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i am trying to organize my javascript. What i would like to do is have a class for each PAGE rather then just entering javascript straight into a js - is this good practice?

Let me explain .. thinking a long of the lines of, i would really appreciated any input, good or bad and ideas on my variable naming... of remember that this a kind of class so i have to create the class but then i must call it...(see below) ... i am using the prototype + constructor pattern.

function ReservationPage(){
    // Setup click events in this constructor


    // setup other variables   

ReservationPage.prototype = {
      constructor: ReservationPage,
      submit_click : function () {
            alert(' you just clicked the submit button');
      clear_click : function () {
            alert('button for clearning the form fields!!');

Then each page will need a standard js file i.e. not a class / object to instantiate their Page js like above..., so a kind of entry point - so hence

// THIS FILE WILL BE SAVED as ReservationLoad - notice the word Load :-) -- don't know if this is good naning convetion, anybody suggest anything different??

var reservationPage = new ReservationPage(); // CREATES NEW INSTANCE OF THE CLASS/OBJECT ..

I don't any other way of doing it, i would really appreciate any input. I will be using jquery extensively but this shouldn't matter..... I need a standard JS file - no objects to instantiate my objects hence I called in load.... this in turn instantiates the object and calls the constructor..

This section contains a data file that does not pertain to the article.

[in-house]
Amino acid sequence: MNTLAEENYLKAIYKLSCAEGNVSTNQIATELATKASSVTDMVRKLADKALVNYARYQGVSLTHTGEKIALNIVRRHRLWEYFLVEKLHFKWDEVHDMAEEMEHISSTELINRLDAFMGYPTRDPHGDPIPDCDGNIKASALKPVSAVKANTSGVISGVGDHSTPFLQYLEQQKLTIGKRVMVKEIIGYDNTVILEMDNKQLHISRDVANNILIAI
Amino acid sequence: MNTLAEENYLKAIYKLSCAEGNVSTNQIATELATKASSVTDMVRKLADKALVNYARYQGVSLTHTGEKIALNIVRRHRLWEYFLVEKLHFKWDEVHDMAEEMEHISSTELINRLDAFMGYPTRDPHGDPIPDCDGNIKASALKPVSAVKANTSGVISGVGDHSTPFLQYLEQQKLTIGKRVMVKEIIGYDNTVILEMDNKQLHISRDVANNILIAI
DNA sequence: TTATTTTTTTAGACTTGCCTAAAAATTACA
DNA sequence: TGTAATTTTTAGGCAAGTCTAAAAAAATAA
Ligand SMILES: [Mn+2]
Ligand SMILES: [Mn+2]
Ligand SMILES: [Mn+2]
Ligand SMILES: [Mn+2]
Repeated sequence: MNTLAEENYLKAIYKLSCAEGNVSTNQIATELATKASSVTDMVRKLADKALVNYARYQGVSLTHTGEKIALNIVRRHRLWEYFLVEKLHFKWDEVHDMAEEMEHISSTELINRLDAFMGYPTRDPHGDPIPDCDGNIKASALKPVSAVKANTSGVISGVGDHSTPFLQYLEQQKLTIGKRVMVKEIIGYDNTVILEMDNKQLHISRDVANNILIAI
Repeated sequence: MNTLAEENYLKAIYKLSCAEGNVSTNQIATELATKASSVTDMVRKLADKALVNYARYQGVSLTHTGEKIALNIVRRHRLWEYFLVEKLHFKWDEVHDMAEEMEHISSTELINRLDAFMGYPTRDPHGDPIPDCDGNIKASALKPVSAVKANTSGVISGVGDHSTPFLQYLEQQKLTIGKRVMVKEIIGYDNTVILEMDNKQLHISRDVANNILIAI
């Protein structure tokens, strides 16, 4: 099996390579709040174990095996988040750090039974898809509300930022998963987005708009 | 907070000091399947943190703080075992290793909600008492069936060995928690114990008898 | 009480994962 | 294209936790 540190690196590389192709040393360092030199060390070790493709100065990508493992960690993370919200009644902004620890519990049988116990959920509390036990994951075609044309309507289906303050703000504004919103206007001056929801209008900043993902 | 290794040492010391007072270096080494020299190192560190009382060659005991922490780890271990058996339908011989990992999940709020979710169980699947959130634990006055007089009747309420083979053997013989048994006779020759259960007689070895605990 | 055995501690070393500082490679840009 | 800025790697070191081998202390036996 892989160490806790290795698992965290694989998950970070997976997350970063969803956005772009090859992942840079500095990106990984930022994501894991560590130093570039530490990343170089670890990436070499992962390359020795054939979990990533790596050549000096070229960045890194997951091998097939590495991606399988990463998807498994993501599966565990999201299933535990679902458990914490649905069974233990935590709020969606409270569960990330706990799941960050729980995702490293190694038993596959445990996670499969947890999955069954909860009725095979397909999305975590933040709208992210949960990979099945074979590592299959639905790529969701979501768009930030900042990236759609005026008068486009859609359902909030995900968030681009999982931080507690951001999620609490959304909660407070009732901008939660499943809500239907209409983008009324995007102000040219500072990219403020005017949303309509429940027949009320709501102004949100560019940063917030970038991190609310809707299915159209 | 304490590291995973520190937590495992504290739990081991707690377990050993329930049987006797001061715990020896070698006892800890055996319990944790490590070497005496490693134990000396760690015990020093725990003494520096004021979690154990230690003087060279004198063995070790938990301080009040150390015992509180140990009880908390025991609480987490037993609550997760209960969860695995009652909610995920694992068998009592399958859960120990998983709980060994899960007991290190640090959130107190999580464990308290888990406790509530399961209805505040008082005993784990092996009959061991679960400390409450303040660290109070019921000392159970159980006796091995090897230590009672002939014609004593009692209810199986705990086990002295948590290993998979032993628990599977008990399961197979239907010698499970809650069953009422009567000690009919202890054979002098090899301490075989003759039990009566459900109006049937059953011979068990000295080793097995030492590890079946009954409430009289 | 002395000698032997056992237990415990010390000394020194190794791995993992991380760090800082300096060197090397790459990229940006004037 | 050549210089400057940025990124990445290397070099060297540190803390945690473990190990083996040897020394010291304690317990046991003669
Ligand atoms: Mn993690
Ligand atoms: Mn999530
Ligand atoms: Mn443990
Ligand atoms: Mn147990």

The constructor sets up the click events and then calls the methods

Is this good,

Any idea where i am going wrong..

I really appreciate some input, i am little lost...... and want to do it right... I am coming from a c# .net background..... and i know js isn't a proper OOP language but i am trying to treat it like this for better structuring...

This way, all my js files are separate from my HTML and my CSS:.. there is no events entered into the html... they are all entered via code

Look forward to any info

share|improve this question
I would like to add that i am using separate JS files but i am using a precompilation script that basically joins all the js together and minimizes it so there is technically only one call to the server for the js file – mark smith Dec 13 '09 at 16:42
up vote 3 down vote accepted

JavaScript is a proper OOP language. It's not class-based like you're used to (it's prototype-based), but it is absolutely object-oriented -- very much so.

You can simulate classes and class-based inheritance in JavaScript (it's that powerful), which can be useful for people like you (and me) with backgrounds in that world. But classes are not the only way to modularize, which is really what you're talking about doing.

The solution presented in your question creates a function backed by an object (the prototype) which you can then use to create another object (the instance) that then does what you want. That fits the class-based mindset (which may be a good enough reason to do it!), and it's what I do for things I may need to create more than one of, but in some sense it may be overkill for this purpose, since you're not going to have multiple instances of your page objects at any given time. It also means that your click handlers won't work as defined in your example code -- when they're called in response to a click, the this value will be wrong, it won't point to your ReservationPage instance. (Functions in JavaScript are just functions, they're not methods; this is defined by how the function is called, not how it's defined. Surprising to people like us, but it turns out that it's incredibly useful.) That can be worked around, of course, but it requires...working around it.

Since you're only going to need one instantiated object for the page, rather than all the hassle of constructor functions and prototypes such, why not just have one object for the page? And you can use a closure (function) to put scope around that object so it can have easily-accessed variables without having to worry about this and without polluting the global namespace. Here's an example of doing that:

// Create a closure (function) to scope our variables, assign its
// return value to a variable for our page
var reservationPage = (function() {